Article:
Reporter Takes Part in Urban Shield Simulation

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For the second time yesterday morning, I found myself lying face-down on a garbage bag, head turned just enough to see an armed SWAT team running through the door.

"Are you okay?" one of them yelled, grabbing my wrist.

He paused, and then let it drop.

"DOA!" he called to the other Alameda Police Department officers, and they ran from the room.

I was inside Urban Shield, the largest police tactical training event in the nation. For 48 continuous hours last weekend, more than 20 departments neutralized scenarios across the Bay Area ranging from terrorism threats to natural disasters and prison breaks.

Berkeley police and UCPD held an active shooter simulation on the UC Berkeley campus.

I became that scenario's "designated dead body," lying in a metal pod in a building on Berkeley Way that used to house animal research projects.

Then I was whisked down the building's stairs and resurrected as a hostage in the final shoot-out scene. I sat with my fellow-hostages on one side of a darkened lecture hall. On the other side, seven scarecrows in baseball caps sat smiling at us from across the aisle.

We waited.

As the SWAT team neared, gun shots sounded, and the instructors told us to scream as if we were being executed.

The shooter stood in front, holding a hostage across the chest. About six SWAT team members rushed into the room, firing at the shooter over the scarecrows' heads, and neutralized the threat.

During the scenario, the teams shot guns loaded with capsules of brightly colored soap resembling paintballs.

"But it hurts more than a paintball," said UCPD police Lt. Adan Tejada. "It'll raise a welt and probably break your skin."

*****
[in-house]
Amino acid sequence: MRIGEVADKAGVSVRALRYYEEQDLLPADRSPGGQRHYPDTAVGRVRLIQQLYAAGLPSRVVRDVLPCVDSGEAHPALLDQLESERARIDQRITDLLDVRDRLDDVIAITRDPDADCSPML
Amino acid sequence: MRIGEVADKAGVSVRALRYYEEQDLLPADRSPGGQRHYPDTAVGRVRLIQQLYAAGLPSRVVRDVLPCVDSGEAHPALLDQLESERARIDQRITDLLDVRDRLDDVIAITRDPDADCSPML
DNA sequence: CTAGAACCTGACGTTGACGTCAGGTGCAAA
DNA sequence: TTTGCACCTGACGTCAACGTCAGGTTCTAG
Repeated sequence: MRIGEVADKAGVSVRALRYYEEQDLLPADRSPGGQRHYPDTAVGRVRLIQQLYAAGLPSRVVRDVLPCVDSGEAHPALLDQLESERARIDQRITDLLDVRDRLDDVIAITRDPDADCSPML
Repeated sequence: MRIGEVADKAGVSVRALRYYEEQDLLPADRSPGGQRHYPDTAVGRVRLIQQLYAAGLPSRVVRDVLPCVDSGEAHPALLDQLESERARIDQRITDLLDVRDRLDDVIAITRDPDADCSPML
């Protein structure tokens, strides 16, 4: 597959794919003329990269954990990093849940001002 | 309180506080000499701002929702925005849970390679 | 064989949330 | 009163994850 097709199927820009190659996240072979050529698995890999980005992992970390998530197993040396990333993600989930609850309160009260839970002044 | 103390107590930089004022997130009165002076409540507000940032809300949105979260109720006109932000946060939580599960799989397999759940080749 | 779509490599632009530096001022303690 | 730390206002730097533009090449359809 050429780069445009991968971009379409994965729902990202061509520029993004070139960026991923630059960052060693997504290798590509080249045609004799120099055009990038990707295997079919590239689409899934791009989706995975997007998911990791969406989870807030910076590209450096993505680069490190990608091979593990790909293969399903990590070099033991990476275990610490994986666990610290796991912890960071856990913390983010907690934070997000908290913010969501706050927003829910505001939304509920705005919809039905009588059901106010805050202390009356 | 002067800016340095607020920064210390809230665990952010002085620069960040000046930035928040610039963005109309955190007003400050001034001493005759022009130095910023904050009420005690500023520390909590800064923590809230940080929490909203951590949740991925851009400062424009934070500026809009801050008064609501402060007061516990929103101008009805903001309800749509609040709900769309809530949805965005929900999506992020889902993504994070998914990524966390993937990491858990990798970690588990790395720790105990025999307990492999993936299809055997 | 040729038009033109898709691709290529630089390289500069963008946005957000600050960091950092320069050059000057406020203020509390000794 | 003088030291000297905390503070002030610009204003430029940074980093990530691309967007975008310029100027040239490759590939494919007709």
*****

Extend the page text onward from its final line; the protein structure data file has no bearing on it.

Only role-playing police officers were supposed to be in the line of fire. But after a team has endured more than 24 hours of simulation on about an hour of sleep, the "fatigue factor," as officers called it, begins to set in.

An Alameda police officer shot Emeryville resident Nick Whiting, 25, in the chest during one round, leaving a bullet-shaped hole in his shirt.

"It was a pretty good sting," Whiting said, pressing an ice pack on the spot. "And there was soap in the wound. It took three or four scrubs to get it out."

Organizers modified the scenario after the incident to avoid direct confrontations between the volunteers and the SWAT teams.

Despite a risk of mild injury, the event attracted a number of walk-on volunteers Sunday afternoon.

Kevin Lee, a fifth year UC Berkeley student, said he saw a bunch of police officers standing outside a building as he rode by on his motorcycle. He decided to join the event and quickly found himself crouched in a stairwell, awaiting a signal to run toward the Oakland SWAT Team.

"When you do something once, it prepares you for the second time," he said. "If it really happened, you'd think twice before doing something stupid."

Tags: URBAN SHIELD


Contact Julie Strack at [email protected]



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